strcmp, the authors validate it by exercising it with different arguments and seeing how the function performs. Thanks to BROP gadget, we can control the first two arguments passed to
strcmp, and it will have following behavior and signature:
Based on this signature, we have high possibility to find the
strcmp PLT entry.
write, though there’s not any similar signature, we can still achieve it by scanning each PLT entry and forcing a write to the socket and checking whether the write occurred.
The only complication is ﬁguring out the ﬁle descriptor number for the socket. There are two approaches: chaining multiple writes each with different ﬁle descriptor numbers in a single ROP chain, or opening multiple connections and using a relatively high ﬁle descriptor number in hope that it will match one of the connections.
At this point the attacker can write the entire
.text segment from memory to the attacker’s socket, disassemble it, and ﬁnd more gadgets. The attacker can also dump the symbol table and ﬁnd useful functions in the PLT like dup2 and execve.
So the most challenge part has been solved, the subsequent process will be (simply from paper):
- Redirect the socket to standard input/output. The attacker can use dup2 or close, followed by either dup or fcntl(F_DUPFD). These are often in the PLT.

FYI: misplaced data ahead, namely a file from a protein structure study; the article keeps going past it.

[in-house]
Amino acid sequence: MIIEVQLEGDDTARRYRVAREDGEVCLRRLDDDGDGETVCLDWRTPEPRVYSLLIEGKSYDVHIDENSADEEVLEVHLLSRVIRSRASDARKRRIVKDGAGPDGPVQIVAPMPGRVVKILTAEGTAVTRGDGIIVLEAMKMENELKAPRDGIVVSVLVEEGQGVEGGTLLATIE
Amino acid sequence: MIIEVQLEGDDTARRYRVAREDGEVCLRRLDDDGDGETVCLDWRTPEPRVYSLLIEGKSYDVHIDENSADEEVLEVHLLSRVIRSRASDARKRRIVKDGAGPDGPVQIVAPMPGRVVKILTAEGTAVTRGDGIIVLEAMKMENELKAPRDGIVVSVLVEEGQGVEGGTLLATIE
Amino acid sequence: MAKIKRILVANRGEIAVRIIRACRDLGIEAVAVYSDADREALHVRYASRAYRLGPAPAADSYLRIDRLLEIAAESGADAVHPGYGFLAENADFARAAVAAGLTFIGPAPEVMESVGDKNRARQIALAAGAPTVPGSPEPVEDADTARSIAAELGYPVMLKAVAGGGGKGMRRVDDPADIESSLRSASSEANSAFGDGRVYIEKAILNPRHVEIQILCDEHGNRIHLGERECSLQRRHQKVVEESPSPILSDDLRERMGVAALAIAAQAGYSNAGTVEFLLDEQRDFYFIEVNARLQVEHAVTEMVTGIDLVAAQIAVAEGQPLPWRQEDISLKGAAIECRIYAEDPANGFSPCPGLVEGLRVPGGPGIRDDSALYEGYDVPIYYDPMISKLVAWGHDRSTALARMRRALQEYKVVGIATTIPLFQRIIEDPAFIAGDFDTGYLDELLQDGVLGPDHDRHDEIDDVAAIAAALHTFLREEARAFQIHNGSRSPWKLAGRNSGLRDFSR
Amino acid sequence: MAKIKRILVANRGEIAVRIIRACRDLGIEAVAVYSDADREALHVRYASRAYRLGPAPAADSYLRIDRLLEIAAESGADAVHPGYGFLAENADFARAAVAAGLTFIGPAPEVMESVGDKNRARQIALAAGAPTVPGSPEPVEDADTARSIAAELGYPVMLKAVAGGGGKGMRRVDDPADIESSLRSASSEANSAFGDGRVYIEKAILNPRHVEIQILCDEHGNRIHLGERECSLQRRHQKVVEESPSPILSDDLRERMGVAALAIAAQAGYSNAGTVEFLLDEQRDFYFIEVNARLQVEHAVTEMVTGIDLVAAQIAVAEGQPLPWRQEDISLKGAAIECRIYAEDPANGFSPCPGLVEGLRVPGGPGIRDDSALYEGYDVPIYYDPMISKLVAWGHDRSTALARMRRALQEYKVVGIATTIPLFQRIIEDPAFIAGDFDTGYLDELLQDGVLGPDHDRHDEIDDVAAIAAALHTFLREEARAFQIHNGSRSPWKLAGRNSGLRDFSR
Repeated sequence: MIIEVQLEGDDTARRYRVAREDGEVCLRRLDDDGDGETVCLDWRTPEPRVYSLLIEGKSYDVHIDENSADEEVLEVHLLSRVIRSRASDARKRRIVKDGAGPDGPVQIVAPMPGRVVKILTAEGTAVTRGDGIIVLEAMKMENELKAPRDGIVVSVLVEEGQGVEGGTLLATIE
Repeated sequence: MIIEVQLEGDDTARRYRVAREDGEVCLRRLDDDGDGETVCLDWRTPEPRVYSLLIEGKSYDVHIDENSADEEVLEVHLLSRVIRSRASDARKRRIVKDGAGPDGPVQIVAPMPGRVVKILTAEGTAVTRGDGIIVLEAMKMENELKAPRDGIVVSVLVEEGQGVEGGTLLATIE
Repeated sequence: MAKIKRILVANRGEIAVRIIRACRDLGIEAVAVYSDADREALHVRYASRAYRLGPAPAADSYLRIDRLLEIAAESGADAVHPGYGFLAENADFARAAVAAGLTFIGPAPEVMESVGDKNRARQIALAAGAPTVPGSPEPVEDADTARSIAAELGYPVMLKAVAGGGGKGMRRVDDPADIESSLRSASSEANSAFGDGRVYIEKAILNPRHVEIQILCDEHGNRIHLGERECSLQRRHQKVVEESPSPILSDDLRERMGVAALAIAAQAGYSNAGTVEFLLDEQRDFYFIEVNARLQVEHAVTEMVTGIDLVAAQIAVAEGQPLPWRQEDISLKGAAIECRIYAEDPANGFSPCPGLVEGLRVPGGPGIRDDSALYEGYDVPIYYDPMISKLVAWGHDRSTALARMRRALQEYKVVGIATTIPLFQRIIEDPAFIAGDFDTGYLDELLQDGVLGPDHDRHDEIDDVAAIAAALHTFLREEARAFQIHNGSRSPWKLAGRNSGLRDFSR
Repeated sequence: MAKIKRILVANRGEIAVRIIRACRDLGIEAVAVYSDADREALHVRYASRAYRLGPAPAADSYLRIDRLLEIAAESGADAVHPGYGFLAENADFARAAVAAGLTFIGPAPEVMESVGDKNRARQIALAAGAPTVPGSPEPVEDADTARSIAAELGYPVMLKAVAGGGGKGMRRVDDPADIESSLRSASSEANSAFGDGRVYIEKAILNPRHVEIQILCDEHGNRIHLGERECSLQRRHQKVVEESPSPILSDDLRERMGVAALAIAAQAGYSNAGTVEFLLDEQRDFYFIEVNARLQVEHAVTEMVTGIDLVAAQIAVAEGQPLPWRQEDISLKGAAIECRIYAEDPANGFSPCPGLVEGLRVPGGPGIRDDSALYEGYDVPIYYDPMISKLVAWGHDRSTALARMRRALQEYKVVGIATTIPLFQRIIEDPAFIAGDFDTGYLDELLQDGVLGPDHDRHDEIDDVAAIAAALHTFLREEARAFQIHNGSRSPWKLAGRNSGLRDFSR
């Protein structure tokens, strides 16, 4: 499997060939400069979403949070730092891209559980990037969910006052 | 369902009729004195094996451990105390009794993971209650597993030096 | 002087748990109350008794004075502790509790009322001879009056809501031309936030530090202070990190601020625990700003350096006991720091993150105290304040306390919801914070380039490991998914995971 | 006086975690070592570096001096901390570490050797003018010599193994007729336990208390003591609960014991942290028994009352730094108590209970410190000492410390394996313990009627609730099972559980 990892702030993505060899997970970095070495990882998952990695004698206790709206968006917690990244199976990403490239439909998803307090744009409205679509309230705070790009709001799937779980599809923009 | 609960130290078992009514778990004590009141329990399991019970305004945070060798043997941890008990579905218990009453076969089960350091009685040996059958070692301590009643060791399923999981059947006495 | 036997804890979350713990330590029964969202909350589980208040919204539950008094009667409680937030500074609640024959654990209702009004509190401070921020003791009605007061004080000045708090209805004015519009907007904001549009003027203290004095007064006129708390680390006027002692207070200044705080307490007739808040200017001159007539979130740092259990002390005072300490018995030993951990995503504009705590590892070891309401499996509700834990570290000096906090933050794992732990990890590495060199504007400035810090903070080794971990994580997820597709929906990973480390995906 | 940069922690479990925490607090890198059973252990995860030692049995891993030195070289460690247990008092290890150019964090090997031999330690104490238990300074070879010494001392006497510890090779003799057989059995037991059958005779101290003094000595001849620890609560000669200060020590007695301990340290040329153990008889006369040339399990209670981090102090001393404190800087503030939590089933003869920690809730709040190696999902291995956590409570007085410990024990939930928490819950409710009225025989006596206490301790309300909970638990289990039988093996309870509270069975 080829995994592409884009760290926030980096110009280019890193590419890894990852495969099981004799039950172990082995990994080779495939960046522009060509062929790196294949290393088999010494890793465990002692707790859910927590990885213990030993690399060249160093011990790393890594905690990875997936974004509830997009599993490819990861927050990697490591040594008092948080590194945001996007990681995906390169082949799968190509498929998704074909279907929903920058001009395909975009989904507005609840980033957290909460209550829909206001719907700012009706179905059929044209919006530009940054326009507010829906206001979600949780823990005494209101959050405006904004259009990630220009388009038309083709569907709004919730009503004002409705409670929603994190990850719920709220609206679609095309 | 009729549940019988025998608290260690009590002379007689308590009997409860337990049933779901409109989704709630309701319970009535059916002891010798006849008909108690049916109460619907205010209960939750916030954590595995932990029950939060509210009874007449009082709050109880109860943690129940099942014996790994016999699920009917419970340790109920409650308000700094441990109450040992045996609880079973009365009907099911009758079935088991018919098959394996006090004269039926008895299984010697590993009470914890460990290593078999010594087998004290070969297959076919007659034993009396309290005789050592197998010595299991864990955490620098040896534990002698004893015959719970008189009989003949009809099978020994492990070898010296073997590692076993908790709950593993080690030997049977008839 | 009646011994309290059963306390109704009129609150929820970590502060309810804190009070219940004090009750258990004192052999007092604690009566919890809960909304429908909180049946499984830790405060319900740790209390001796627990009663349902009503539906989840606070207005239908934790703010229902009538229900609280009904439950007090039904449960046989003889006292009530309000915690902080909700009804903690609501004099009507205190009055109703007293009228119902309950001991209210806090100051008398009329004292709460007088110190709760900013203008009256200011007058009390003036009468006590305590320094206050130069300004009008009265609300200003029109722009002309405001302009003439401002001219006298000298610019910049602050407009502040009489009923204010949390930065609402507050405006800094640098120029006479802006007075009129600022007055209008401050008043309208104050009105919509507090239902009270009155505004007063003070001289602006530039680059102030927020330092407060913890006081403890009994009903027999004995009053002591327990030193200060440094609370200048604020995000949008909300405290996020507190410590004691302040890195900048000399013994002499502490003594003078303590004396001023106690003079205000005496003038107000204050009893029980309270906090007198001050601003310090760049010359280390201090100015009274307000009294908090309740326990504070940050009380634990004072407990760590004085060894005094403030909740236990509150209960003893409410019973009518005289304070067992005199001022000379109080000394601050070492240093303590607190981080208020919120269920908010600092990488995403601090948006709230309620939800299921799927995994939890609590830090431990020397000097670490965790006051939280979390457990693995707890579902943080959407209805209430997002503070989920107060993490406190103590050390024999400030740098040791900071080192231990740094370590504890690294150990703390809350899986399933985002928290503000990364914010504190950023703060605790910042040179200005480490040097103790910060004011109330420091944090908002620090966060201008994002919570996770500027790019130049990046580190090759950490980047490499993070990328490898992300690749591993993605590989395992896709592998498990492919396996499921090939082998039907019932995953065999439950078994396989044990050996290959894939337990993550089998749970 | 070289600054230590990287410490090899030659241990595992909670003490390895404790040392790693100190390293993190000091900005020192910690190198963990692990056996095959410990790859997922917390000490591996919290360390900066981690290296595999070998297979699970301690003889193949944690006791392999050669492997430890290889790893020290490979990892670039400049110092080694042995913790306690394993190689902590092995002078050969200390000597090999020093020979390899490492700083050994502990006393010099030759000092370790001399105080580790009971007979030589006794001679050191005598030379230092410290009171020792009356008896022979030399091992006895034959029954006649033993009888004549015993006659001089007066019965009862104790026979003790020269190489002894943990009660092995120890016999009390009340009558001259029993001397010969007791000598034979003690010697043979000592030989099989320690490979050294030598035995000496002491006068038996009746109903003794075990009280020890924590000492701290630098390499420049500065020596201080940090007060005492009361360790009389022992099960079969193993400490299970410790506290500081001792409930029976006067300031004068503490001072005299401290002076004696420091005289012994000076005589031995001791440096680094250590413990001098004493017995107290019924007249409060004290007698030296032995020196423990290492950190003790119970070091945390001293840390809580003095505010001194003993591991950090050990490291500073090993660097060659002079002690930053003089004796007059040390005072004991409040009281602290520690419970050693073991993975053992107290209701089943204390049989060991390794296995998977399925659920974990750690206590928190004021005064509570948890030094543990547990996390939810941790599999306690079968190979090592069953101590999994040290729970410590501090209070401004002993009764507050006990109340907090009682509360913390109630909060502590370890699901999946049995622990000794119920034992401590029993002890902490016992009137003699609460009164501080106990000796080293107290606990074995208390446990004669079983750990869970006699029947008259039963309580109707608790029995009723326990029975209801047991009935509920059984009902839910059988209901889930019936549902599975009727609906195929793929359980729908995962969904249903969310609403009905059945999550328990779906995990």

/bin/sh/in memory. An effective technique is to find a writable memory region like the environment,
environ, from the symbol table, and
/bin/shfrom the attacker’s socket to that address.
execvethe shell. If
execveis not in the PLT, the attacker will need to transfer more of the binary to find a
pop rax; retand
So in conclusion provided by the authors, the BROP attack is as follows:
- Find where the executable is loaded. Either 0x400000 for non-PIE executables (default) or stack read a saved return address.
- Find a stop gadget. This is typically a blocking system call (like sleep or read) in the PLT. The attacker ﬁnds the PLT in this step too.
- Find the BROP gadget. The attacker can now control the ﬁrst two arguments to calls.
- Find strcmp in the PLT. The attacker can now control the ﬁrst three arguments to calls.
- Find write in the PLT. The attacker can now dump the entire binary to ﬁnd more gadgets.
- Build a shellcode and exploit the server.
By far, I’ve briefly introduced the principle of BROP attack, in the 2nd session, I would like to show how I conduct this attack in my setup environment.